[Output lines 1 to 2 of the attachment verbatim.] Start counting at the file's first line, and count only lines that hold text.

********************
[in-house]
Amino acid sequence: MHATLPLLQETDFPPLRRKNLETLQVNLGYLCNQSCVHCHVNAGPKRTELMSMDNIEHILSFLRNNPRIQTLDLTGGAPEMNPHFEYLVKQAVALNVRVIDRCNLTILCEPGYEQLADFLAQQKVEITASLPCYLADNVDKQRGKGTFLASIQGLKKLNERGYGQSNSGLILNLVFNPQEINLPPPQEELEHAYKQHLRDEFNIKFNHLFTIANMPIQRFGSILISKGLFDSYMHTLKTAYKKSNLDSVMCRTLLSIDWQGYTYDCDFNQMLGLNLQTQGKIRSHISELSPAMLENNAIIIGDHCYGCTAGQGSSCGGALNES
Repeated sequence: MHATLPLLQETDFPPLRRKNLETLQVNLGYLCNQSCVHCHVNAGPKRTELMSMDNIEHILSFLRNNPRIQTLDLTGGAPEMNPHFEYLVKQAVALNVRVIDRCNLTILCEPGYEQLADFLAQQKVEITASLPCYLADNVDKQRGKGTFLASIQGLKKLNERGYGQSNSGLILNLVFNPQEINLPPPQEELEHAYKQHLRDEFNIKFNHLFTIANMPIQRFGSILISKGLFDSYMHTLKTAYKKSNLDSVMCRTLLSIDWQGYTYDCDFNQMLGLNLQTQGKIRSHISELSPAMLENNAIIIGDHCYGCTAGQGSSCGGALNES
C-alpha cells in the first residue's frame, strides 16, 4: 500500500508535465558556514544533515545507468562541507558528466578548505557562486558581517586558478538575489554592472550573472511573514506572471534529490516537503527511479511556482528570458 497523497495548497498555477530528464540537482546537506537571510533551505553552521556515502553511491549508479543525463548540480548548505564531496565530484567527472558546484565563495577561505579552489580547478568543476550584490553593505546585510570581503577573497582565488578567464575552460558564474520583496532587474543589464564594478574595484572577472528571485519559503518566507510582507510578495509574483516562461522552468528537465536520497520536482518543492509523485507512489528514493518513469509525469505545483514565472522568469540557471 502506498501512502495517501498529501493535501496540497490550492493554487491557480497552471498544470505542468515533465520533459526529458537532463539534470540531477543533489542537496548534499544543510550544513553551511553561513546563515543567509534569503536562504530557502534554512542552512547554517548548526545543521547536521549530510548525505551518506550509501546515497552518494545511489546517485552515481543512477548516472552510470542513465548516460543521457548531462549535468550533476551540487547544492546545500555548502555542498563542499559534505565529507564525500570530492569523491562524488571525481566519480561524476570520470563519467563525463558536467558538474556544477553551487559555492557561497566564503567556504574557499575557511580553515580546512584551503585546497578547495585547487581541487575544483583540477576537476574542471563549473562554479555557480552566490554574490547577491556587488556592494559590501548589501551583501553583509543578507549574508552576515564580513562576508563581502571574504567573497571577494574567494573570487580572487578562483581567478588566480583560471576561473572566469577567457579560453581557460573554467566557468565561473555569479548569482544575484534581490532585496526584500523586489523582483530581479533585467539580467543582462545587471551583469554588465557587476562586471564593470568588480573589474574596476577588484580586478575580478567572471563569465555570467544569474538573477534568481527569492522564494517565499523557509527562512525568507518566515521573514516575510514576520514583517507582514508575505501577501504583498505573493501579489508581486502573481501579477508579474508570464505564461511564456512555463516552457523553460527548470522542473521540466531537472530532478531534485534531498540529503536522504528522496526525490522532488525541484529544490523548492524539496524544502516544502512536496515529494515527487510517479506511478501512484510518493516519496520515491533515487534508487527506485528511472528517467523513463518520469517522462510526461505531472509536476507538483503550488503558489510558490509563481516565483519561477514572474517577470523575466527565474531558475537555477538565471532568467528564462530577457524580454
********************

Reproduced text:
[in-house]
Amino acid sequence: MHATLPLLQETDFPPLRRKNLETLQVNLGYLCNQSCVHCHVNAGPKRTELMSMDNIEHILSFLRNNPRIQTLDLTGGAPEMNPHFEYLVKQAVALNVRVIDRCNLTILCEPGYEQLADFLAQQKVEITASLPCYLADNVDKQRGKGTFLASIQGLKKLNERGYGQSNSGLILNLVFNPQEINLPPPQEELEHAYKQHLRDEFNIKFNHLFTIANMPIQRFGSILISKGLFDSYMHTLKTAYKKSNLDSVMCRTLLSIDWQGYTYDCDFNQMLGLNLQTQGKIRSHISELSPAMLENNAIIIGDHCYGCTAGQGSSCGGALNES